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Detecting Darkness
06.09.2009 6:09 PM
Parker Fagrelius

By Parker Fagrelius
Astronomy and Physics Missions Concepts

Well, the title is a bit of a misnomer perhaps. We are actually trying to define dark matter and dark energy properties through detection of distant galaxies. Dark matter and dark energy are the creative terms used to describe ~95% of all the mass/energy in the universe (remember, E=mc2). They are called dark in part because we can’t see them - they don’t interact with electromagnetic forces and therefore we are unable to directly measure their properties. One method that has been identified to indirectly measure the large-scale properties of dark matter and dark energy is Weak Gravitational Lensing. Similar to a glass lens bending the light from some distant light bulb due to its refractive index, matter can bend light because of its gravitational force. If there is a clump of matter between a telescope and a distant light bulb (let’s say a galaxy), the clump of matter will bend the light rays in such a way that the image of the galaxy appears slightly skewed. If we can determine in which way the image was skewed we can understand some of the properties of this clump of matter (dark matter). When we understand the distribution of theses clumps of dark matter we can draw inferences to the nature of dark energy, but I’ll leave that for another day.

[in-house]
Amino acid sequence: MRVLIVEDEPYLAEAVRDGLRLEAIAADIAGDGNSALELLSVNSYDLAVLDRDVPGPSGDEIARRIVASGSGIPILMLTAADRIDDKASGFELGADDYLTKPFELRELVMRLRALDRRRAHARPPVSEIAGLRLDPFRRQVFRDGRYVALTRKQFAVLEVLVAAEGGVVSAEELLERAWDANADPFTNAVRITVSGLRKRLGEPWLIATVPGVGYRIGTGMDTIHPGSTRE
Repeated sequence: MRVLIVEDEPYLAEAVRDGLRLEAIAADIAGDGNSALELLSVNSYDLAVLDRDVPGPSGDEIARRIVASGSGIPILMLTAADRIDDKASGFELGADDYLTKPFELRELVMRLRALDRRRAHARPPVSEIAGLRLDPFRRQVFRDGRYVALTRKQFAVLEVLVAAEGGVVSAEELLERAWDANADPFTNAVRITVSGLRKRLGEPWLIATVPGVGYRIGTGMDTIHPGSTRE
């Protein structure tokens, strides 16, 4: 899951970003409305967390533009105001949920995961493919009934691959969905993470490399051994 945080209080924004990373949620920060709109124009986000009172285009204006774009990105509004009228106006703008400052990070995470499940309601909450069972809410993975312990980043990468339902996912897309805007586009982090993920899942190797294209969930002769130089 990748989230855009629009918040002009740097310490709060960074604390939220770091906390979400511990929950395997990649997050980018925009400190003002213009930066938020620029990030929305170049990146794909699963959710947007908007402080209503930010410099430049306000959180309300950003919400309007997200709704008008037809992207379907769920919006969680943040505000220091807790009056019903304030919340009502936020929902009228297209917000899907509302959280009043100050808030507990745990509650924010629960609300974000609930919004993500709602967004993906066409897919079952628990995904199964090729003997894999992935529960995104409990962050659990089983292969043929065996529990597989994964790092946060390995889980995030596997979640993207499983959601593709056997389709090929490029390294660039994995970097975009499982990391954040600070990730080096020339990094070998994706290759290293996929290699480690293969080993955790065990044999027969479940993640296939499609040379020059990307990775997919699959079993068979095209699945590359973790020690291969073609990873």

I am currently working on a mission concept that will enable Weak Lensing measurements of thousands of galaxies. The problem I am addressing right now is how to detect and capture the light from those distant galaxies. Even with a telescope out in space, only about 1 photon per second from a distant galaxy will land on our detectors. When a photon lands on a detector pixel it generates an electron that will be collected by the detector electronics, but due to the detector material, only ~85% of the incoming flux will be converted to an electric signal. In addition to the signal from the distant galaxy, there will also be zodiacal background noise from the sun reflecting off of space dust, electrons generated in the detector material, additional noise caused by reading the detector (i.e. counting up all of the electrons on each pixel), and thermal radiation from the spacecraft. We have to ensure that all of this extra noise isn’t brighter than the source signal so we can actually see the galaxy. The first step to detecting the dark out there is making sure we can see the *relatively* bright objects.


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